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Detour-Spotting is a challenge. Jona Olsson's essay requires everyone to face the facts that even when we intend to accomplish positive movement in the fight to end racism, we may not actually be making any progress at all. Today's topic is one I promised I would get back to examine on the very first day of this series of thinkposts.

26) The “Certificate of Innocence”

Some times we seek or expect from people of color some public or private recognition and appreciation for our anti-racism. Other times we are looking for a “certificate of innocence” telling us we are one of the good white people.

Reality Check and Consequence

If our ally commitment depends on positive reinforcement from people of color, we set ourselves up for sure failure. The first time a person of color is displeased with our actions, we could respond, “Well, if the very people I’m doing all this for don’t want my help, then why bother?” Clearly, we’re challenging racism for “them” not for us. We have not identified our self-interest, as a white person, for fighting racism. Until we do, we will not be able to sustain this lifelong journey.

When I began this examination of Ms. Olsson's essay, we had a lot of ground to cover, as we examined her personal history with racism and with the first topic of discussion. But in the midst of all that, I wanted to make one clear point. I said:

good work on avoiding racism really doesn't DESERVE praise from people who would otherwise suffer from it. This is a trap that many anti-racists fall into: the expectation of reward for not being racist.

While we discussed the concept of expecting some sort of "fair trade" concept for white people who offer support to minorities in yesterday's topic, that thought is somewhat related to this concept of looking for constant praise, rewards and ego stroking to encourage anti racists to continue to move forward.

Again, that's wrong.

If you see racism as an "opportunity" to do a little self-aggrandizing, you really don't understand any of this.

But this takes us back to the point of how white people perceive racism and what they think it is, based on their own limited perspective rather than listening to what those that experience it are saying about it. If your view of racism is just something "annoying" that you can "get over" in a day or two, it would make sense that you perceive it as something like a game.

Reflecting on today's point, we should remember that our culture has been one of instant gratification for decades: that somehow there needs to be a treat for everything we do that isn't in our comfort zone. That could spell trouble because there won't always be a direct reward for every white person's selfless act against racism as we work to clear these problems. If rewards must continually be doled out for every step forward, there is going to be disappointment, at best.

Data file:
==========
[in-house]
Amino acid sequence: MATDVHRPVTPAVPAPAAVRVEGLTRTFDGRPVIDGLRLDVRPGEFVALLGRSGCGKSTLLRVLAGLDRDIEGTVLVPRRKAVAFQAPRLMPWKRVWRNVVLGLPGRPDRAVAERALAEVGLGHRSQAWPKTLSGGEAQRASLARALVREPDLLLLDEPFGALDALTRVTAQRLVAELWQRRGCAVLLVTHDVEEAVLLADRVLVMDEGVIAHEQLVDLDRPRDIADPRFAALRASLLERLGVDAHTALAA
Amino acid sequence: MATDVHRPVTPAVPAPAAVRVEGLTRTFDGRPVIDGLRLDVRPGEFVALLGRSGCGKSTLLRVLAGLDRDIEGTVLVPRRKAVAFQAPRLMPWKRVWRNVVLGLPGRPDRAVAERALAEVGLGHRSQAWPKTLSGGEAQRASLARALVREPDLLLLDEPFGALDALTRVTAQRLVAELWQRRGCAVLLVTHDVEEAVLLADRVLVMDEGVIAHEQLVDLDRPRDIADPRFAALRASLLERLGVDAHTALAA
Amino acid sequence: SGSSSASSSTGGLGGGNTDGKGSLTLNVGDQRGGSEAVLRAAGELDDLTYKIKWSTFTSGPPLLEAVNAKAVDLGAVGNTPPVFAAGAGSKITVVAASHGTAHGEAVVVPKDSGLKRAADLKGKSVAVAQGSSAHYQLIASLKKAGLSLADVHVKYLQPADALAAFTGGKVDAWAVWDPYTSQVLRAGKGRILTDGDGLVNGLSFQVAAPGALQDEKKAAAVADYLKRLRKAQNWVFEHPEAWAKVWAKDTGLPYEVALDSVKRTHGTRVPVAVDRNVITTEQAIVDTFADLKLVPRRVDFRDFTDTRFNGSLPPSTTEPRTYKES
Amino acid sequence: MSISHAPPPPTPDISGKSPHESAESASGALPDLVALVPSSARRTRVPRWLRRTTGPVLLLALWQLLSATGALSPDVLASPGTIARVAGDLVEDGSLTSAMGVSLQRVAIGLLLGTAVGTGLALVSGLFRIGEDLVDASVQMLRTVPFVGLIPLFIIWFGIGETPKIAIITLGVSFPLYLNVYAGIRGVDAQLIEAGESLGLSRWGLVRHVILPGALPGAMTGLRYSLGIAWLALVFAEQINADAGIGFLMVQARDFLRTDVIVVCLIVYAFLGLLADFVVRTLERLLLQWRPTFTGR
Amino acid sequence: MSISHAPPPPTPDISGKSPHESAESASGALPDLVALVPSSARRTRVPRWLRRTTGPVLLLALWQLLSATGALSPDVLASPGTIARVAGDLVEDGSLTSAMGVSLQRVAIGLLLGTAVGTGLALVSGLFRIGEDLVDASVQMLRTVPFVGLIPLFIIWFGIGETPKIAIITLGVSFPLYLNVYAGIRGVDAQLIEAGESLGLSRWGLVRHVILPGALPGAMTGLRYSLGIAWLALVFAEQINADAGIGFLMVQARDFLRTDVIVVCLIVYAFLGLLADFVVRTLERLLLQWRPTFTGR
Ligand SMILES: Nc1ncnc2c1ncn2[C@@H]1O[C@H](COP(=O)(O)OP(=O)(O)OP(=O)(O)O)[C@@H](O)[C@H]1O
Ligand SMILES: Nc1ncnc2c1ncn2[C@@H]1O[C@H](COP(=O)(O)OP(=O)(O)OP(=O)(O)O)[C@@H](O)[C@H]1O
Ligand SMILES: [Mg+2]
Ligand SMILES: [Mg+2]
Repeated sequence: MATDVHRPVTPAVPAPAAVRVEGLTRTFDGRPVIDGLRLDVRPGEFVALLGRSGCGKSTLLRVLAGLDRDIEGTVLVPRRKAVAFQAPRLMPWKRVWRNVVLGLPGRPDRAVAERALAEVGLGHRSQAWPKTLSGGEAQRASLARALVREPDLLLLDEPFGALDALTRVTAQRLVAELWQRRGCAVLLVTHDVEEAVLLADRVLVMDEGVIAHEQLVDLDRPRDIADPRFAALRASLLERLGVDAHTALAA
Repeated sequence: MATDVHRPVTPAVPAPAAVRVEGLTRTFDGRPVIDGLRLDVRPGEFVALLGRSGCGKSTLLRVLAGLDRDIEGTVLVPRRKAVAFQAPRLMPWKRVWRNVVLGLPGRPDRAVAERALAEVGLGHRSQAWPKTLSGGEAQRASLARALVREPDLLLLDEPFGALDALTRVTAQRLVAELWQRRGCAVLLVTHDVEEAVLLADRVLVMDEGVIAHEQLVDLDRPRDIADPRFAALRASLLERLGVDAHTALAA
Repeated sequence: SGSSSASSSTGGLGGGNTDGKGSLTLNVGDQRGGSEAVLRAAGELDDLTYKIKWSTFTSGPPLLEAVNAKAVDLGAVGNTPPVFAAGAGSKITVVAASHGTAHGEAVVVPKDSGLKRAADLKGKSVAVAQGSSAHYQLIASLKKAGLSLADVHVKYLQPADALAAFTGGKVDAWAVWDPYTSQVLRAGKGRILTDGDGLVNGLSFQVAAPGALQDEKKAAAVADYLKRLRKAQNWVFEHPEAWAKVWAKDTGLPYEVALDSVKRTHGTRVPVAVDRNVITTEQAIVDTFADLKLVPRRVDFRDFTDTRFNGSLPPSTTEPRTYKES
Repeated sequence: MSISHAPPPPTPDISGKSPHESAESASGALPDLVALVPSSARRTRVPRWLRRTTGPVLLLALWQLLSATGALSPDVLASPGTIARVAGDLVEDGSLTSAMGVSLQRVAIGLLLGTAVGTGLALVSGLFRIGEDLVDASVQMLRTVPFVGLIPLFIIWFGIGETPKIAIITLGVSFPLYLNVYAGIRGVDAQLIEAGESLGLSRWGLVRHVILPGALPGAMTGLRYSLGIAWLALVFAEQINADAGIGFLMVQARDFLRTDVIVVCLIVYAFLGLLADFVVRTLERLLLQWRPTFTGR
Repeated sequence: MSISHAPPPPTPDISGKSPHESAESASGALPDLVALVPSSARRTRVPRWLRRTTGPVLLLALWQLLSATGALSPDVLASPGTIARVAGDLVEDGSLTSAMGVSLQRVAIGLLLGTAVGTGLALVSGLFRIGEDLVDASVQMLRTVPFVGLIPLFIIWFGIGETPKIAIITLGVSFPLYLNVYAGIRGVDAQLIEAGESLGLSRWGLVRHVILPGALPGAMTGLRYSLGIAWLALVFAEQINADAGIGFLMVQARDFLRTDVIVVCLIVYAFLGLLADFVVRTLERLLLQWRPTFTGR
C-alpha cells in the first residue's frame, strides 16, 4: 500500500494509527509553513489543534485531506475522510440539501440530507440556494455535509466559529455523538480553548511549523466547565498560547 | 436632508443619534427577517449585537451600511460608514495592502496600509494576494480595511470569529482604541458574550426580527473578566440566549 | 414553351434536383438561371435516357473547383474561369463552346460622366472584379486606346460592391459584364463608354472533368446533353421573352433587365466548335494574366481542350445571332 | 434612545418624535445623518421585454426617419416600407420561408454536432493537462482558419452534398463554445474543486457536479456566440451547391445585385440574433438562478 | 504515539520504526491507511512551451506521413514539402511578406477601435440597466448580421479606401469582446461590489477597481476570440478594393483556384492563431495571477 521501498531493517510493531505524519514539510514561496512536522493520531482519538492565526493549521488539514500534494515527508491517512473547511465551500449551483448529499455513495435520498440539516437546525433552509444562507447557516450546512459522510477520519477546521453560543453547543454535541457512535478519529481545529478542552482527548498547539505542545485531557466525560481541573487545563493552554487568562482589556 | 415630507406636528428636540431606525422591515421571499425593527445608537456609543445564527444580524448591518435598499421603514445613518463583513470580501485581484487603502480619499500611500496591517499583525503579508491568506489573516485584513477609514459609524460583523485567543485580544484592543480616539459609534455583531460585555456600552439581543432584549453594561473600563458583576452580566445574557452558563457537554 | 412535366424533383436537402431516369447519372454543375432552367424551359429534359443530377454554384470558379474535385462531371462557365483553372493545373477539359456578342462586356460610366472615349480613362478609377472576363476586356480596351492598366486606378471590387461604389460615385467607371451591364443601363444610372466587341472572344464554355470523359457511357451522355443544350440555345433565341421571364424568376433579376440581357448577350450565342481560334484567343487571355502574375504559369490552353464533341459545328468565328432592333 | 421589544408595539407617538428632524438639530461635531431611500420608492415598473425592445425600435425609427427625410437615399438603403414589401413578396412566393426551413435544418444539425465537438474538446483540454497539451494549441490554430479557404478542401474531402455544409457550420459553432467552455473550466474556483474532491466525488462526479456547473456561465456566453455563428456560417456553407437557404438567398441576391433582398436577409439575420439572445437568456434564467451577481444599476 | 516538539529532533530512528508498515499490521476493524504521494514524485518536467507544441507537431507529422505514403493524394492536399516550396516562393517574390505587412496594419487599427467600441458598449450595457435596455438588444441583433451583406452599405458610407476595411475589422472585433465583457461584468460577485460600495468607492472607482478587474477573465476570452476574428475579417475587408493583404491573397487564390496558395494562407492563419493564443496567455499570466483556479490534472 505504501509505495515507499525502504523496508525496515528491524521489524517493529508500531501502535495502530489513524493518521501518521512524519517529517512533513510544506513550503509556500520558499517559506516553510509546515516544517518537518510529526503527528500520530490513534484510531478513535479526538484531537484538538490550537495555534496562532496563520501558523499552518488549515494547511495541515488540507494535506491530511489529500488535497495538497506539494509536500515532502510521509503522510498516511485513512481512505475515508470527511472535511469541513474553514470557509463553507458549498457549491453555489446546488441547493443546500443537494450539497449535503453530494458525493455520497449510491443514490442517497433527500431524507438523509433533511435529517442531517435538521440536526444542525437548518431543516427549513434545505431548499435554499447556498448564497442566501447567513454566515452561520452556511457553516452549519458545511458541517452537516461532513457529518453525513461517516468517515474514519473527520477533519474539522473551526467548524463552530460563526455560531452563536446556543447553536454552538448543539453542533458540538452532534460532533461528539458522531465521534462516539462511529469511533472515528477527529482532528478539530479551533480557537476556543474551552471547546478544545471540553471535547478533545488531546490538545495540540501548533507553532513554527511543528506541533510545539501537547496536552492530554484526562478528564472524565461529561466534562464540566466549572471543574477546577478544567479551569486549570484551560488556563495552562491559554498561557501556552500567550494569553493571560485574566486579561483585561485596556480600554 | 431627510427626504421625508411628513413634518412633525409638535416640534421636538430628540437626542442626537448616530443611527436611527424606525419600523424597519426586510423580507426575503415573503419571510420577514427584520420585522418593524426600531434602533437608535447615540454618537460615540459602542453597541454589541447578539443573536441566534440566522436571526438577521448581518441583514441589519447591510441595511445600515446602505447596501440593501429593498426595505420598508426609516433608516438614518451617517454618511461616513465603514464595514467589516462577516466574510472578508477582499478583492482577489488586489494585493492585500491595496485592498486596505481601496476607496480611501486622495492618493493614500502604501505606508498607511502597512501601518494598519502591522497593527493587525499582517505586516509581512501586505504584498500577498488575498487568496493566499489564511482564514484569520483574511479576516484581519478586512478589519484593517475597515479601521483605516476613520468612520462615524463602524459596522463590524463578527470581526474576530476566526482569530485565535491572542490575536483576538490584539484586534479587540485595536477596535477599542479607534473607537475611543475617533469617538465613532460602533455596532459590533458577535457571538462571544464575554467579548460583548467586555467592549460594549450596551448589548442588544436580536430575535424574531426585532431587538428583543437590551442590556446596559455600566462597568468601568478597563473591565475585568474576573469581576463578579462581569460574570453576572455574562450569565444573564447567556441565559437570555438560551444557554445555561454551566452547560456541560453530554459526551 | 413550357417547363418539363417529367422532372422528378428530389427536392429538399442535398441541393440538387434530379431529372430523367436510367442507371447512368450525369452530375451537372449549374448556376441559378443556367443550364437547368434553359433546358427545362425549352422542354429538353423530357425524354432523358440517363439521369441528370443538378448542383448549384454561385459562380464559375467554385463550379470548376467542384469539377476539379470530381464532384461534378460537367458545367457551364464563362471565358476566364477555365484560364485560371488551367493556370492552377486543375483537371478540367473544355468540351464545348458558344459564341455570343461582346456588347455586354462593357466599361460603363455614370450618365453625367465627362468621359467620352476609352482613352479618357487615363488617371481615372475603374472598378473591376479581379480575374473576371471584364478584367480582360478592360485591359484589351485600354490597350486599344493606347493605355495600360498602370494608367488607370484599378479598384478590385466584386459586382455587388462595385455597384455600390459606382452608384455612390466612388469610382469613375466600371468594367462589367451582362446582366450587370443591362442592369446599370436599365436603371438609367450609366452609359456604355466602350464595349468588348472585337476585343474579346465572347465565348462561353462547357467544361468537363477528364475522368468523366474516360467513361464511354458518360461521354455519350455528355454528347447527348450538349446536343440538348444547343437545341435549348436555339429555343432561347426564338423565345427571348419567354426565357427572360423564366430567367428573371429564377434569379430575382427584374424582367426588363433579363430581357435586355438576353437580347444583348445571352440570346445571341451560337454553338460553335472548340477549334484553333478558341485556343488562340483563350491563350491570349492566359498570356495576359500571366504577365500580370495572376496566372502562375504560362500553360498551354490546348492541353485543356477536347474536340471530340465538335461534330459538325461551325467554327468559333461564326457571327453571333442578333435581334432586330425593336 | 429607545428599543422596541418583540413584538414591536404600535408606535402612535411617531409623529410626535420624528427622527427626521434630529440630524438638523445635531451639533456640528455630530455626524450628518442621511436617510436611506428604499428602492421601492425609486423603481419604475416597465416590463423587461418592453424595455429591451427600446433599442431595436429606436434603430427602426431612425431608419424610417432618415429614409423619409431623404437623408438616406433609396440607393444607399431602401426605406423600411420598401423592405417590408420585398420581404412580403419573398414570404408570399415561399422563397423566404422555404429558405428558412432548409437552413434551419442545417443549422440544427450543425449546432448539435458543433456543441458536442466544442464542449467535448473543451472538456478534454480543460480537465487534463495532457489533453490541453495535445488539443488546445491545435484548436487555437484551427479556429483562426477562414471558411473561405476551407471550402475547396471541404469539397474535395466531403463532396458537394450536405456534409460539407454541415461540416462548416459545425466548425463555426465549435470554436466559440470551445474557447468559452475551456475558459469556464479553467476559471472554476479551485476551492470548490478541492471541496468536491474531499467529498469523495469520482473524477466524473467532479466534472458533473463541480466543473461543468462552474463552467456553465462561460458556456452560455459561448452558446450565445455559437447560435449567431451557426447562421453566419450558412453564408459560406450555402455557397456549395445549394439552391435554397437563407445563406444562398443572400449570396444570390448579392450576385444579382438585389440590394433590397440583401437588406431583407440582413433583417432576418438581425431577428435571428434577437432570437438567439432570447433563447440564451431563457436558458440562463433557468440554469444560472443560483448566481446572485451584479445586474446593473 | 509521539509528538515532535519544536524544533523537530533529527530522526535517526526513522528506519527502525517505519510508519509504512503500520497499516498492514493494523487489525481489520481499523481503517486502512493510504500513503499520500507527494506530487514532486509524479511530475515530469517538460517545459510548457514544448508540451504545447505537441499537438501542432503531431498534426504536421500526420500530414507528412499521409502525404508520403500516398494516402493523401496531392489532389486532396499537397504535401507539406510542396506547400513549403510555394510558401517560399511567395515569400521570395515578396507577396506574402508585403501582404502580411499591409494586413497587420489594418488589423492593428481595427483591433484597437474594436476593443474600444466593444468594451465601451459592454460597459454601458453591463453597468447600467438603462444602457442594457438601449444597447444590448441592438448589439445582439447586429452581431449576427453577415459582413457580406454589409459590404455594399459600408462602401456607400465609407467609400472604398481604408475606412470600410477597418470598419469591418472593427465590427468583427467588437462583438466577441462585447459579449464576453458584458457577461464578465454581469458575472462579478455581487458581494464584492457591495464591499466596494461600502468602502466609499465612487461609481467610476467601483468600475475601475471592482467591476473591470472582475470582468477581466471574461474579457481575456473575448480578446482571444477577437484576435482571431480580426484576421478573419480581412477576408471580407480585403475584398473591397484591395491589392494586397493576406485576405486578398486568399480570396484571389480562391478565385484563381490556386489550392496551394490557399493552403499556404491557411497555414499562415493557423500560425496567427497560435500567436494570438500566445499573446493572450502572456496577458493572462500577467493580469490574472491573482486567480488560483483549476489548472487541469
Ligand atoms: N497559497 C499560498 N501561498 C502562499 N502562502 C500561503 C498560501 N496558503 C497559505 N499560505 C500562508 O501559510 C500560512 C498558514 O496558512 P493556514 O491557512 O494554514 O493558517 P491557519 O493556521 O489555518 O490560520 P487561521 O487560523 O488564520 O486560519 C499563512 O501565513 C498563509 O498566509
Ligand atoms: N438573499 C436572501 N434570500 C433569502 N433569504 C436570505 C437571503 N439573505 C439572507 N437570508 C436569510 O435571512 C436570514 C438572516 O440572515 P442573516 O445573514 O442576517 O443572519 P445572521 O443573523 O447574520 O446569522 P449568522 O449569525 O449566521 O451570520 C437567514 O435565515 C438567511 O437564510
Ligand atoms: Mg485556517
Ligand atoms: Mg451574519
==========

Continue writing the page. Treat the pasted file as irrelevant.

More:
Again, we must look at middle and lower class white people who are the ones who likely feel disenfranchised, afraid or even angry over any attention given to minorities when it comes to this. It really does make sense that this is the sticking point. If there is success, there is no need to view other people as a cause of failure. But if there is a struggle, if things are not as easy or as pleasant as one would hope, there is a need to place blame. So, it's within that framework that we are attempting to have a conversation about race in America, when there is a whole group of people who are perpetuating it because they feel like this is benefiting them somehow, that they are doing something right, that they are doing this for their own survival and have no choice in the matter.

So, even if poor or lower/middle class white people do step up and support minorities, their efforts could be muted by family and friends who see that as going against their best interests. But this is the continuing problem: when people are in a desperate situation, you can't use logic, common sense or reasonable arguments to help them see what's going on, and that is a big reason why we aren't making any progress. It's how superstition, tradition and standard practice work to assure that no work gets accomplished in stopping racism for that segment of our population, and that can bleed into other areas as well, where people outside of the group focused on the oppression of minorities might get caught up in the machinery too.

How do we fix that mindset, when there are so many mechanisms that are there to make sure it stays in place? That it validates and informs people of what they should be doing? That it causes people to think that they are "giving up" their "rights" when all they are doing is treating their fellow citizens like the humans that they are?

Previous thinkposts in this series:

1. Day One - I'm Colorblind
2. Day Two - Bootstrap Theory
3. Day Three - Reverse Racism
4. Day Four - Blame The Victim
5. Day Five - The White Knight
6. Day Six - Lighten Up
7. Day Seven - Don't Blame Me
8. Day Eight - BWAME
9. Day Nine - We Have Overcome
10. Day Ten - The End Run
11. Day Eleven - Due Process
12. Day Twelve - By Association
13. Day Thirteen - The Penitent
14. Day Fourteen - White Wash
15. Day Fifteen - Not Here

XX. Intermission

16. Day Sixteen - Former Life
17. Day 17 - Straightening Up
18. Day 18 - The Isolationist
19. Day 19 - Blackwards
20. Day 20 - Teach Me
21. Day 21 - White on White
22. Day 22 - Smoke and Mirrors
23. Day 23 - Personal Work
24. Day 24 - Whites Only
25. Day 25 - The Accountant

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